There’s a woman who works behind the counter on most mornings — let’s call her Maria. Maria was there this morning, and when she saw me come in she was doing something else, so she called into the other room, and Maria came in to take my laundry.
So, obviously, twins. Not identical like movie special effects — they had different blemishes and different clothes — but clearly twins.
It was a little weird — I think partly because they were both on the same side of the counter. If “Maria” had been on that side of the counter, helping customers, and “Maria’s twin sister” had been on my side of the counter, visiting, that wouldn’t have been that surprising.
But it sparked off some other questions for me. For one thing, obviously, which one of these two women was the “Maria” who had been taking my laundry for a while? Or did they both work there and I’d just never seen them together before? Is this why on some days “Maria” would remember my name, but on other days not?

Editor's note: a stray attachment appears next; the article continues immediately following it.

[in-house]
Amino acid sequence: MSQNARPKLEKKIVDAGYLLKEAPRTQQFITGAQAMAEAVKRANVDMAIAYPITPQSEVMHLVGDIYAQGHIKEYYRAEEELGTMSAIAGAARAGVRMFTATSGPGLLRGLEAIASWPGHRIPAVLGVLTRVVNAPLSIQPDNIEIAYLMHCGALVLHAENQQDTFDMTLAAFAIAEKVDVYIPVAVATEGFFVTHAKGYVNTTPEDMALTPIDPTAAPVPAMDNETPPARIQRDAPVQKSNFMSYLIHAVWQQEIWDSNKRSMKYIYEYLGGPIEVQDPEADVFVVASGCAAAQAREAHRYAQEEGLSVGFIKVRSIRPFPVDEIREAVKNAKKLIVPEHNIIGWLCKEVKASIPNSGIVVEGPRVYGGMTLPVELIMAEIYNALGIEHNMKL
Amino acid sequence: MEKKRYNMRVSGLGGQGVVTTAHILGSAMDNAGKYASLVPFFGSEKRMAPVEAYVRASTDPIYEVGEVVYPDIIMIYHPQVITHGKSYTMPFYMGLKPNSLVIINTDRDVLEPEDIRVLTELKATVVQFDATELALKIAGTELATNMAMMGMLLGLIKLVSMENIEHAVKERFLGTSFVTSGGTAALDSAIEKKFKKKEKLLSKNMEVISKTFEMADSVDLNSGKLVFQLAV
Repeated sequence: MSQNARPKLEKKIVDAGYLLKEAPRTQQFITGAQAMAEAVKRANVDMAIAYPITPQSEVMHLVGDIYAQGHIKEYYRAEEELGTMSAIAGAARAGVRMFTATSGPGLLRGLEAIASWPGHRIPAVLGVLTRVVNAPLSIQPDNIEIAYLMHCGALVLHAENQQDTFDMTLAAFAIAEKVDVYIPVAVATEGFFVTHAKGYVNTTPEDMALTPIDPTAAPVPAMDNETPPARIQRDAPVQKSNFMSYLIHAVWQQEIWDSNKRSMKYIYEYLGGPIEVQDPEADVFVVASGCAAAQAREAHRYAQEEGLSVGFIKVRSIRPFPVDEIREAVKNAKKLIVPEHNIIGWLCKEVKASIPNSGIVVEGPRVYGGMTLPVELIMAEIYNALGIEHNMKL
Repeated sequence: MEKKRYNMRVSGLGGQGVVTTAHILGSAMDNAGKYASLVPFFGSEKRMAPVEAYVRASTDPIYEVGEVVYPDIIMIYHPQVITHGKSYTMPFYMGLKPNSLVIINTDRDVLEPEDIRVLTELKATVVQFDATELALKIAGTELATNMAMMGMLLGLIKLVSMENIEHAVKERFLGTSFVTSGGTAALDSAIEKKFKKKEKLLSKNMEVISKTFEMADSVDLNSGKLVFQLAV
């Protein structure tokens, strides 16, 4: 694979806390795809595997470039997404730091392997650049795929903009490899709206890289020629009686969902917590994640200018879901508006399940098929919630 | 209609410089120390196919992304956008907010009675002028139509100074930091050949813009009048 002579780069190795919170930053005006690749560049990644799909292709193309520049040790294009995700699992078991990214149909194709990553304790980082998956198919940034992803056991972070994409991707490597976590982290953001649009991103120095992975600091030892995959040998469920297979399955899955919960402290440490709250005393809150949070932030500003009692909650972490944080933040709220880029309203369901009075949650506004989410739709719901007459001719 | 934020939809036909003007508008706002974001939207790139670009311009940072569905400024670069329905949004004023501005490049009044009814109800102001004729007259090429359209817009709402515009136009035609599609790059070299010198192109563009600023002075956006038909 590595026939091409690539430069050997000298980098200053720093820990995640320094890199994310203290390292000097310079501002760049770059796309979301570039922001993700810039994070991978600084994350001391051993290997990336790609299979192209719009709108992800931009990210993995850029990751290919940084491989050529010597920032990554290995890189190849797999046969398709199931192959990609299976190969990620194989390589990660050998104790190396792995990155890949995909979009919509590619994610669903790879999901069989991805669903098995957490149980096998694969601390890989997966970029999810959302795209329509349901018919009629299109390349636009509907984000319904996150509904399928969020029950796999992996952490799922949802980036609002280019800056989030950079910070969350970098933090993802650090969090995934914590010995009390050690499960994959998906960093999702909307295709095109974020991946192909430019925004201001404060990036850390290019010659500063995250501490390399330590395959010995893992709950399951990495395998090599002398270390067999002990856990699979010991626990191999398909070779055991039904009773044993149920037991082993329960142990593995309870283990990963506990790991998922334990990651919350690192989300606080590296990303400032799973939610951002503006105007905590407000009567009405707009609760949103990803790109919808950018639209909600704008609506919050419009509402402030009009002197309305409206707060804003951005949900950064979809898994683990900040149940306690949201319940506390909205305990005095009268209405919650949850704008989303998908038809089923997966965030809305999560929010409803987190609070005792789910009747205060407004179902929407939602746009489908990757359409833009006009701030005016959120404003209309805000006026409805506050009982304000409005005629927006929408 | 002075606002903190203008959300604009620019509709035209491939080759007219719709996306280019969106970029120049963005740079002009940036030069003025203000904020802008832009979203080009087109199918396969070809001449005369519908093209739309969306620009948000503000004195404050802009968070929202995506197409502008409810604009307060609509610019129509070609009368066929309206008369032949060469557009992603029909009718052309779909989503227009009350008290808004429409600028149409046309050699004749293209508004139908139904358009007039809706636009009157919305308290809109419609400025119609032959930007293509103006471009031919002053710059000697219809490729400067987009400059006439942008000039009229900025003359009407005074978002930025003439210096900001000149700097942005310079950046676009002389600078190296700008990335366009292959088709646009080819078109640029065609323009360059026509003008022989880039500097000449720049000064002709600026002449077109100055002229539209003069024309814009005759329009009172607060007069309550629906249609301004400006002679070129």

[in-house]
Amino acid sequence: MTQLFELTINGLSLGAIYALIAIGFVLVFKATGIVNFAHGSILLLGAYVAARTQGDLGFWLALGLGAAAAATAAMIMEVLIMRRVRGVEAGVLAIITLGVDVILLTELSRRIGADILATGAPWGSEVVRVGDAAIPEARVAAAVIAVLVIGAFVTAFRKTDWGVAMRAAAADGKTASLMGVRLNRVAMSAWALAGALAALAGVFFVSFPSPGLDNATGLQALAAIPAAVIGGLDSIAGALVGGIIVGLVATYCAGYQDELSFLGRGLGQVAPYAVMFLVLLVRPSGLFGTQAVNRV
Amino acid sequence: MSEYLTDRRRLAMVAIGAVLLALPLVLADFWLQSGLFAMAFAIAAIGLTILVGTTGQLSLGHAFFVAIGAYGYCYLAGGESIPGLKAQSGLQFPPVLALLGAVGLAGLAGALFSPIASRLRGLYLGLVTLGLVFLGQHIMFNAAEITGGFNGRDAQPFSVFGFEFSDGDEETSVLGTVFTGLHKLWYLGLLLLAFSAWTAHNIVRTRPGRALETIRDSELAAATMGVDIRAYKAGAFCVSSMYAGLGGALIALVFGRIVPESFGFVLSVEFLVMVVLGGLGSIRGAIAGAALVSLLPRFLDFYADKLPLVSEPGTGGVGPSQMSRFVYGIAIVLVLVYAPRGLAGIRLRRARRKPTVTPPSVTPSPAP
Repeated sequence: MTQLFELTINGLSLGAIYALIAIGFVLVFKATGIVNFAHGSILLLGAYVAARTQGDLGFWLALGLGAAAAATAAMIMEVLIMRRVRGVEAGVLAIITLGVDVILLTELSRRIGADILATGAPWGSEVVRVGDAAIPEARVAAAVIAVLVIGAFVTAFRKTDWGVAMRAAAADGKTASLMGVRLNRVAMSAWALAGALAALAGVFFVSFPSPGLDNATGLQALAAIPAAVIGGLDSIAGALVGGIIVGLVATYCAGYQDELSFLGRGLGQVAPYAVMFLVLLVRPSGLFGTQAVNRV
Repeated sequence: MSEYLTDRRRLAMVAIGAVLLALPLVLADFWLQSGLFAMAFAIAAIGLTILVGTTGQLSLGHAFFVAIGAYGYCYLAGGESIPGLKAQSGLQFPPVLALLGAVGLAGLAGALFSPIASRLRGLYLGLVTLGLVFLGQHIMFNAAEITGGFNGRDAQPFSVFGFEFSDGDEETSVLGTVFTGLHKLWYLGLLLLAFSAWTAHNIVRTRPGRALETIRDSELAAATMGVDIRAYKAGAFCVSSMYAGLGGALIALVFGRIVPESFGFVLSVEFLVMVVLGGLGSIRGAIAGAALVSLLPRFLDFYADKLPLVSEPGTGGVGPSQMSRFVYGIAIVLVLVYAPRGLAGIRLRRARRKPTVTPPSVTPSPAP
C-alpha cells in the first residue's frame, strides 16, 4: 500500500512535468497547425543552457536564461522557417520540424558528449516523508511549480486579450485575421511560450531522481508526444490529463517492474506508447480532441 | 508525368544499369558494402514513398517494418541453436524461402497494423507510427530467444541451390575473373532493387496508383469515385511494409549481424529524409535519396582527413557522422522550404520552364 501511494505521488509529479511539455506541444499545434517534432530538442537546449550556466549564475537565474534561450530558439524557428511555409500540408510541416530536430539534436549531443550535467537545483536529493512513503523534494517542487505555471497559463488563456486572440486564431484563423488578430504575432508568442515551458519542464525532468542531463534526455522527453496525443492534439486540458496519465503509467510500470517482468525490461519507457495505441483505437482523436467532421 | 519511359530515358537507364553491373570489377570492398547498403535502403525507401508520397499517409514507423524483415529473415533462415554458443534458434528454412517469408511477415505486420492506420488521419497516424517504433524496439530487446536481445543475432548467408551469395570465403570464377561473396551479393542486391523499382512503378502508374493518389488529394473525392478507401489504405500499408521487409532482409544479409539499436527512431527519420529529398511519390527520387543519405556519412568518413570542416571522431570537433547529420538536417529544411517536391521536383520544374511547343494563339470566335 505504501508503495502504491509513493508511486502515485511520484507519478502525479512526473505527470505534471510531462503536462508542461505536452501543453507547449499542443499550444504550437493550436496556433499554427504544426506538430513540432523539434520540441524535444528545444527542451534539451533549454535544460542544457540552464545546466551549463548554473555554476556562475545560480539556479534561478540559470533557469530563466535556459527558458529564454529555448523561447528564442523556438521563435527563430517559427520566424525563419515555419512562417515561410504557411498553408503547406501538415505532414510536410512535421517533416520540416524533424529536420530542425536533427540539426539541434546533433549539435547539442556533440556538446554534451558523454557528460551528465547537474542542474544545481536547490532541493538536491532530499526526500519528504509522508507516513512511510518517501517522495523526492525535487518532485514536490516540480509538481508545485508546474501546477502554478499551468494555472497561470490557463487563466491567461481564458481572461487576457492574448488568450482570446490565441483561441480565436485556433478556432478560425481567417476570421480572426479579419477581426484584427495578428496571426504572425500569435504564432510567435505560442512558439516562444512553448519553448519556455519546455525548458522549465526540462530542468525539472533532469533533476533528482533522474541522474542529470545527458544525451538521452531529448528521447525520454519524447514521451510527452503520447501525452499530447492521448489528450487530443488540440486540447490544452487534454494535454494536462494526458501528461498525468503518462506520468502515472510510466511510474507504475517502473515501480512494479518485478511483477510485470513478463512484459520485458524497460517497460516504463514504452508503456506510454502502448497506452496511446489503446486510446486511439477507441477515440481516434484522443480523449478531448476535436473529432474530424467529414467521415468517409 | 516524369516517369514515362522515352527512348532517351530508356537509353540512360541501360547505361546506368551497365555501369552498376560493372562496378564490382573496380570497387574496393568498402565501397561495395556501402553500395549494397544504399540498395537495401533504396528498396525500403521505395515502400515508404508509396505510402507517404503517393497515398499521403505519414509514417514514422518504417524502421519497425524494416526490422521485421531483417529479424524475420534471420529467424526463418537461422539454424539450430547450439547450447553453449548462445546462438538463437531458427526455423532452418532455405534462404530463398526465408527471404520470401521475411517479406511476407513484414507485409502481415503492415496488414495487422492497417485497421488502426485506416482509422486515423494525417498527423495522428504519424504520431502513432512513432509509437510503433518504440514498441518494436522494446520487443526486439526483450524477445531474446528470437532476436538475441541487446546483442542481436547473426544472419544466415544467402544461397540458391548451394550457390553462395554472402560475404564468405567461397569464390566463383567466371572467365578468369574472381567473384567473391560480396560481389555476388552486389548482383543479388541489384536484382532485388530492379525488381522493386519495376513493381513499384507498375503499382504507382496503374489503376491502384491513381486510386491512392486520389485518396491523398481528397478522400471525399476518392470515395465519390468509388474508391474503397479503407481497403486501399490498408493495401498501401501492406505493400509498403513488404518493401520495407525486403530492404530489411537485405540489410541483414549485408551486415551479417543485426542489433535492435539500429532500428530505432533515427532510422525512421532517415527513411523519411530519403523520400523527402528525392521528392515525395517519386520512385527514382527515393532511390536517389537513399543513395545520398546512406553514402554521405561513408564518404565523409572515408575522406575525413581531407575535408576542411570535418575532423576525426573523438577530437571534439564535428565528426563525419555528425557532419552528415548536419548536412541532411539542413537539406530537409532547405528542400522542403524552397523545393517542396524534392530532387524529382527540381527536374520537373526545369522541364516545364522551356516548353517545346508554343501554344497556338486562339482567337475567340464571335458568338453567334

And was there a story in all this…
In mysteries, at least, there are limits on how you can use twins. If you establish them at the start, or at least early on, you can do it, though of course you leave the reader with the question about whether one twin ever substitutes for the other.
But a third-act twin, a twin who is suddenly revealed to answer a major question? Not impossible (nothing is), but I don’t envy the writer who tries it.
Christopher Nolan directed a film which did that, and it was certainly a negative for me. Some people defend it, but Nolan has fans who pretty much defend anything he does. I suspect that if another, less prestigious, director had tried it, they’d have complained, too.
Still, there might be a story there.
By the way, the Nolan movie does something else which is also sometimes regarded as a cheat — a genre shift, where the movie you’re watching is not actually the type of movie you’ve been led to believe it is. I think it does that fairly well, but it’s something that I sometimes enjoy anyway, as I talked about here.